Wednesday, July 27, 2005

Unprincipled opposition

Fire Dennis Moore thinks Moore will vote against CAFTA. They even seem to think that's a bad thing.

Why, or why anyone would care, no one knows.

They think he'll take this tack:

“I strongly support free trade but I don’t like this particular agreement because it hurts workers and the environment and my fundraising.”
Dropping that last part, it looks a lot like what I wrote yesterday:

I'm for free trade, but CAFTA does it wrong. It weakens already weak controls on worker rights and protections in trade partners, meaning we import poor labor and environmental standards.
Politics isn't just about "Fire this" or "Support that." There are reasons and principles behind every person or policy I endorse here, and I've yet to see anything resembling principle coming out of FDM. As far as I can tell, they don't like that "D" CSPAN puts next to his name, and that's it.

At some point, I had someone over there agreeing that Moore isn't too liberal. They agree he's business friendly. They seem to just wish he were Republican.

For those who are curious, here's what I see wrong with CAFTA, and what can be right about free trade.

Part of FDM's lack of stated principle may have more to do with their intended audience than with a genuine vacuity.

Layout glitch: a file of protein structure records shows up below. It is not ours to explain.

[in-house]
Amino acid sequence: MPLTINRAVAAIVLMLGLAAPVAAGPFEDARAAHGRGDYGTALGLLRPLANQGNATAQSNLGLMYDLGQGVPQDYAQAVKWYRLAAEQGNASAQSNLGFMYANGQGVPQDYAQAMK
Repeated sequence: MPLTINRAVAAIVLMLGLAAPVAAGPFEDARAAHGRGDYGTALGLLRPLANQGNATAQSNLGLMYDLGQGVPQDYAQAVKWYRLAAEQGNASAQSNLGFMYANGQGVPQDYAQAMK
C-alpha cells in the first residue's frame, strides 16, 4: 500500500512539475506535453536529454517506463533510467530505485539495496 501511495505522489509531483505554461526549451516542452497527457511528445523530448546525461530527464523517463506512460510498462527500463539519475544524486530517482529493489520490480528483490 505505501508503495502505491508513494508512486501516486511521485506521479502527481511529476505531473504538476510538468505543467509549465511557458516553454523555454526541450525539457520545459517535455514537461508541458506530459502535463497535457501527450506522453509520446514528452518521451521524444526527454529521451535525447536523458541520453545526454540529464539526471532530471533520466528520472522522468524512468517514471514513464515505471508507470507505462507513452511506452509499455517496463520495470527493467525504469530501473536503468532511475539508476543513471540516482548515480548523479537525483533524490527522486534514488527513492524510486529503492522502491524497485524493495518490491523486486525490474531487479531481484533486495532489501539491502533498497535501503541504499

There's no way to beat Moore without unifying the Republican Party, and unifying the party would be a valid goal for a partisan anyway. FDM wants to unify Republicans, and the Republican party isn't unified ideologically.

There are the big business advocates, for whom CAFTA is all good. There are the economic libertarians, for whom CAFTA has some interest, though it isn't nearly "free" enough for free trade. There are individualistic libertarians, for whom the seizure of more power by corporate interests holds no appeal, though free trade is good in principle. Small business conservatives are more protectionist, since CAFTA steals their (agricultural) markets. Then there are the religious conservatives, the major part of the conservative wing of the Kansas Republican Party. They don't care about CAFTA at all, and they're the ones who don't like Moore.

So moderates are divided on CAFTA, conservatives are indifferent. How do you bring all those people together to dislike Moore for voting against CAFTA? By turning it into an issue of selling out to unions, FDM hopes to bring together a group of people who otherwise disagree about the merits of CAFTA.

Here's the problem. If CAFTA fails, it won't be on account of Democrats. It'll go down because so many Republicans are against it. Farm district Republicans will vote against it, as will many democrats. Free traders on both sides of the aisle will oppose CAFTA because it is a bad deal. There's no political hay to make here, unless FDM wants to make a serious policy argument. And they can't or won't do that.